This is significant because the copy the government seized from the mailbox had never reached Bolander. Finally, and perhaps most significantly, Mr. Kremen examines the crucial MB letter. This is the letter the government contends shows Benedict scanning in a lot of images with a scanner which he had bought on Friday of the weekend of August 14 and returned on Monday. It sets forth the naming convention for the files, e. CFLEWL01 which naming convention is found on the unarchived version of many of the image files in the case, which have file creation dates of and What Mr.
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The earliest of these, dated , was created in Microsoft Word, Version 2. The author is listed as Bolander. Moreover, the presence of a later, slightly different version saved as a plain text file indicates to Kremen that the letter was created and later edited by Bolander. This implicates the integrity of all the electronic evidence in this case.
The following facts are attested in the record and in Mr. This case, indicted in , was set for trial first in October of , which trial was postponed due to medical problems of defense counsel. After substitution of counsel and additional discovery claims were litigated, the case was set for trial for June 19, By letter of March 30, , Defense counsel requested that the trial be postponed until the discovery problems were worked out, but the Court remained firm in the trial date.
As the trial date approached, defendant made arrangements to view the evidence which had been seized from his house in February of , including many private papers and computer media.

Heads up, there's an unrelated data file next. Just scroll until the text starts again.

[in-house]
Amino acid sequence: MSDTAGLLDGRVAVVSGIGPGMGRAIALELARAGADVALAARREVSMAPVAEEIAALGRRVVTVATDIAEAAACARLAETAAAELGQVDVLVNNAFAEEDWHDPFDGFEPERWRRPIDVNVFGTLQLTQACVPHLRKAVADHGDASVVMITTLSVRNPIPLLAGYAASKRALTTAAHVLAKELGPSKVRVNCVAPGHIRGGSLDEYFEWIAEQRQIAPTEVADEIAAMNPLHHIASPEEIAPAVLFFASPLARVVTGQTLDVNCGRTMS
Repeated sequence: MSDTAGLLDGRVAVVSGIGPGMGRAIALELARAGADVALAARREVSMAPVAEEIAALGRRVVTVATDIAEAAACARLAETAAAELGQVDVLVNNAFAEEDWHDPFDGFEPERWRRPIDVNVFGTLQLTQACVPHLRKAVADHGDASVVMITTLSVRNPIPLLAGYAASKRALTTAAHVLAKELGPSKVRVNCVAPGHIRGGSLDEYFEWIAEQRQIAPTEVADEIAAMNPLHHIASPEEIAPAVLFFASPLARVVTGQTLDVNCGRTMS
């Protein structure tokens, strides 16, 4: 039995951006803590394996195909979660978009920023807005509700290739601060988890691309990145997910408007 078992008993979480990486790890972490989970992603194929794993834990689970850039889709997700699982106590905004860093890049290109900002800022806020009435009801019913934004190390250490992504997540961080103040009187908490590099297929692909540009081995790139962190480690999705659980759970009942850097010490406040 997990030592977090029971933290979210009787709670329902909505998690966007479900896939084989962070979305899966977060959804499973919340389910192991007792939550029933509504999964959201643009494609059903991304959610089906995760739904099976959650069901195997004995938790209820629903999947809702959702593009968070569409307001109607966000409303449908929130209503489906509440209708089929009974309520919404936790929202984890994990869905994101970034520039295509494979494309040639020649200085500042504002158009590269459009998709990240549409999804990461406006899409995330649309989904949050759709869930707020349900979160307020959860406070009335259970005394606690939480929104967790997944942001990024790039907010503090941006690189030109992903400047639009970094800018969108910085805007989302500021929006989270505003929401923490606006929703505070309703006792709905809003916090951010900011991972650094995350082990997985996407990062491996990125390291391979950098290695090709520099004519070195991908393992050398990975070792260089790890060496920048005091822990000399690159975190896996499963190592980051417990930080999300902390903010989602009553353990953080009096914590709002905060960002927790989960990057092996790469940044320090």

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The 27 Postal Service mail bins removed from his house had been stored in the basement of the post office in Geneva, N. On June 1, Defendant traveled to Buffalo to look at the evidence, accompanied by an associate of Donald Thompson. Benedict found to his horror that every single one of the computer media had suffered water damage. None of them could be read. He had been relying on this evidence to show his innocent correspondence with Bolander and others with whom he traded computer games. Benedict, with the consent of Paul Blum of the Postal Inspectors, tried several techniques for getting the disks to be read, including water and Windex and taking the cases apart.
Nothing worked. Many of the disks were stuck together in a mass. He was there approximately three hours. He started to leave, intending to send someone back the next day to take pictures. Throughout the day, Mr.
Littlefield was in phone contact with Mr. Blum getting information on the progress of Mr. As he was leaving the room, Mr. Blum, under specific instructions from Mr. Littlefield, conducted a search of Mr. Benedict and allegedly pulled from his shirt pocket two of the floppy disk interiors. Blum let Mr. Benedict go home with counsel. The following day, Mr. Littlefield arranged to have Mr. Benedict arrested.
Though Mr. Benedict had been out on personal recognizance for the underlying offense for over two years without any issues, Mr. Littlefield procured a judge to come in on Saturday and sign an arrest warrant, then insisted that Mr. Benedict turn himself in on it knowing that there would be no judge available to bail him out over the weekend. As a result, Mr.
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Benedict spent two days in jail two weeks before trial was supposed to start. Upon hearing that her son had been arrested, Mr. This required Mr. Benedicts brothers, tending to her, became unavailable for telephone consultation. After his release from jail, Mr. Benedict had trouble sleeping, so on several nights that week he took extra doses of Elavil, a medication prescribed for helping him sleep.